Photo Credits: Steve Atkinson and Jane Jewell

Biloxi Blues second side of reversible, rolling set.         Photo credit: Jane Jewell

At the USO dance.         Photo by Jane Jewell

Biloxi Blues – curtain call on opening night. Photo by Jane Jewell

 

 

 

 

 

 

 

 

 

 

 

 

 

 

 

 

 

 

 

 

 

 

 

 

 

 

 

 

 

 

 

 

 

 

 

 

 

 

 

 

 

 

 

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Carrying King’s Legacy Forward

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Award winners and presenters at MLK Breakfast 2018 – Fahren Bartley, Alycia Wilson, Airlee Johnson, Leslie Raimond, Aniya Jefferson, Mae Etta Moore, Kurt Landgraf, Kim Kratoville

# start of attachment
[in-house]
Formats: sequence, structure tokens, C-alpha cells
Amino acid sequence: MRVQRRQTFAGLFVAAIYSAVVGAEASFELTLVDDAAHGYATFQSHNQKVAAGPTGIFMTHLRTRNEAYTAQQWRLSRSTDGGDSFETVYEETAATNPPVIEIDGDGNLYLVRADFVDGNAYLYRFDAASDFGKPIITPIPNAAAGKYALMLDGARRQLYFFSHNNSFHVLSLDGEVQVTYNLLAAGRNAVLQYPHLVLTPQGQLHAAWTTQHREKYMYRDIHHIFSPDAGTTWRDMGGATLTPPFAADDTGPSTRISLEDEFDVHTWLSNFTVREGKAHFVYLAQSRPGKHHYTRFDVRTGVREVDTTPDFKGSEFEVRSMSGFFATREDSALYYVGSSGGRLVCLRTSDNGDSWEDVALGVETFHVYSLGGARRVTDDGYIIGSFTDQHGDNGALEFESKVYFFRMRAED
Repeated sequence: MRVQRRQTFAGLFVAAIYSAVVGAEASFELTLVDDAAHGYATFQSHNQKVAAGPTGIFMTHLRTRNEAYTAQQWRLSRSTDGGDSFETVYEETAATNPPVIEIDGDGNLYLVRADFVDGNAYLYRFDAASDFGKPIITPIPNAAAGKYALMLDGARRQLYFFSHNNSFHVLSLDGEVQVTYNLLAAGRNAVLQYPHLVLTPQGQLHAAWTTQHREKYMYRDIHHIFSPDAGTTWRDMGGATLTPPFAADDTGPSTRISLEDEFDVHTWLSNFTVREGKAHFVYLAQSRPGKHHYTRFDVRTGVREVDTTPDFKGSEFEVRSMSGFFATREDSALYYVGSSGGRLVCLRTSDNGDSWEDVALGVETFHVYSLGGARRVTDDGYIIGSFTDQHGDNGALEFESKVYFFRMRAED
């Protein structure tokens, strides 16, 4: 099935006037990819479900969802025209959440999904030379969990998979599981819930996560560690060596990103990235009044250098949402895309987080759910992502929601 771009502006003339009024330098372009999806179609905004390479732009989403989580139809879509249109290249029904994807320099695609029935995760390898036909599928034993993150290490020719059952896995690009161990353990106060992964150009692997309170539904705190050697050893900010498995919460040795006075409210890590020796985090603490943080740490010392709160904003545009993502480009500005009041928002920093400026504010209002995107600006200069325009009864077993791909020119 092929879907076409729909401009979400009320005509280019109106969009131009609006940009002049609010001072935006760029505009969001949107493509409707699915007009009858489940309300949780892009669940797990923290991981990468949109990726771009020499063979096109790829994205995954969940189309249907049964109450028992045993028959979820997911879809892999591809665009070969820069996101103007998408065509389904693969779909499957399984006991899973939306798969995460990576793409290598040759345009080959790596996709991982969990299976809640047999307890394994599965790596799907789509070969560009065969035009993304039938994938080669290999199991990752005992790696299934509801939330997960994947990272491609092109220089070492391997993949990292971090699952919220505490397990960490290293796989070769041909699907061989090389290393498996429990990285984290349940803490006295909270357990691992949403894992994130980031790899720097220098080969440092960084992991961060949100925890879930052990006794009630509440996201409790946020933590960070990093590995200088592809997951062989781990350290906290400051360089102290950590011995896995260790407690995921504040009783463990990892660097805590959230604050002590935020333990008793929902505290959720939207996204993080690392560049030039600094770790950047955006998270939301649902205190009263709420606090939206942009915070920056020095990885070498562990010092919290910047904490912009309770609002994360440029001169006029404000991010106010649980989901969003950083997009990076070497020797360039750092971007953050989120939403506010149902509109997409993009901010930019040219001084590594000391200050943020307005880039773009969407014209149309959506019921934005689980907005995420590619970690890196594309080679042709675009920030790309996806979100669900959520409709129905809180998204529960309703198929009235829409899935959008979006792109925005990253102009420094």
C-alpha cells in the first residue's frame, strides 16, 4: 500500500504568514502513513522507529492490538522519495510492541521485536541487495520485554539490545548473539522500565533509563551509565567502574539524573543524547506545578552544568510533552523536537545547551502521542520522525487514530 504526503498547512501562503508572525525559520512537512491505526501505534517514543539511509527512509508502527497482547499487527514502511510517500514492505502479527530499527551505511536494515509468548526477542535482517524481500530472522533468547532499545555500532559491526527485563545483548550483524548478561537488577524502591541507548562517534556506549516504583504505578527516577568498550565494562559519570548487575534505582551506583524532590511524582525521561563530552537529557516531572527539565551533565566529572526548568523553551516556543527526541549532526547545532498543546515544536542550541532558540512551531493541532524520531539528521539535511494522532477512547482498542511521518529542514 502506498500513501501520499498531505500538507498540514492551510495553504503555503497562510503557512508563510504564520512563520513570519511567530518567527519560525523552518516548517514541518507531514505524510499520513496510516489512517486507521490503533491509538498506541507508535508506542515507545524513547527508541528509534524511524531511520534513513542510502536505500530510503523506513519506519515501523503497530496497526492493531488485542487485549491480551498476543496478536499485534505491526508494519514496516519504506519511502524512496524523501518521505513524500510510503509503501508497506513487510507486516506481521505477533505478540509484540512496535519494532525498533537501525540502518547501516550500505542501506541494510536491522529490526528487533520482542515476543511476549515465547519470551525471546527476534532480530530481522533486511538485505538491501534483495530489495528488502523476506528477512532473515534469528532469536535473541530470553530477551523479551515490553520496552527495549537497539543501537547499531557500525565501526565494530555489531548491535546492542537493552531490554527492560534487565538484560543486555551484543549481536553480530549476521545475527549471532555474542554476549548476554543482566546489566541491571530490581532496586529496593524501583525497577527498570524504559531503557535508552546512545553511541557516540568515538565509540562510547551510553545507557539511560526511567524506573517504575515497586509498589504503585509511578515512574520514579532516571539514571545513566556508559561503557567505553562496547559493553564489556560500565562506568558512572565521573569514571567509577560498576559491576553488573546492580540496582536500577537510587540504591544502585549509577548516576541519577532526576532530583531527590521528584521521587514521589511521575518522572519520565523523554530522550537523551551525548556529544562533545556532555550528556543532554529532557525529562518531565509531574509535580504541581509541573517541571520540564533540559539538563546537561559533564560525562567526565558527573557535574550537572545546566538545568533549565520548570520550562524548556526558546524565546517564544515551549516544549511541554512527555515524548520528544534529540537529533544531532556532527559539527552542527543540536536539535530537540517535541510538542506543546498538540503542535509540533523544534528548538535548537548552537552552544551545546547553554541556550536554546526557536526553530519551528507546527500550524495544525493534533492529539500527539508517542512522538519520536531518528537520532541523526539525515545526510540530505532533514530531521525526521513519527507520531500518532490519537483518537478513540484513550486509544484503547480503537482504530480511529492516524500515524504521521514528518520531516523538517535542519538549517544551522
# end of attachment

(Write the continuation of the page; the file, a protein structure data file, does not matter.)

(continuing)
“Get out of your comfort zone!”

Because that’s when change begins.  This was the theme for several of the speakers during the Martin Luther King breakfast at the Rock Hall Firehouse on Monday, January 15.  The breakfast is organized by the Chester Valley Ministers’ Association with the help of the Kent County Arts Council.

The meeting room was soon packed as guests arrived for the 7:00 am breakfast and celebration.  The crowd of over 250 people was entertained as they entered by the Kent County High School Jazz Band. Led by Keith Wharton, the band played two up-tempo blues and an arrangement of the bossa nova standard, “Corcovado”.

KCHS Jazz Band at MLK Breakfast 2018

Washington College President Kurt Landgraf at MLK Breakfast in 2018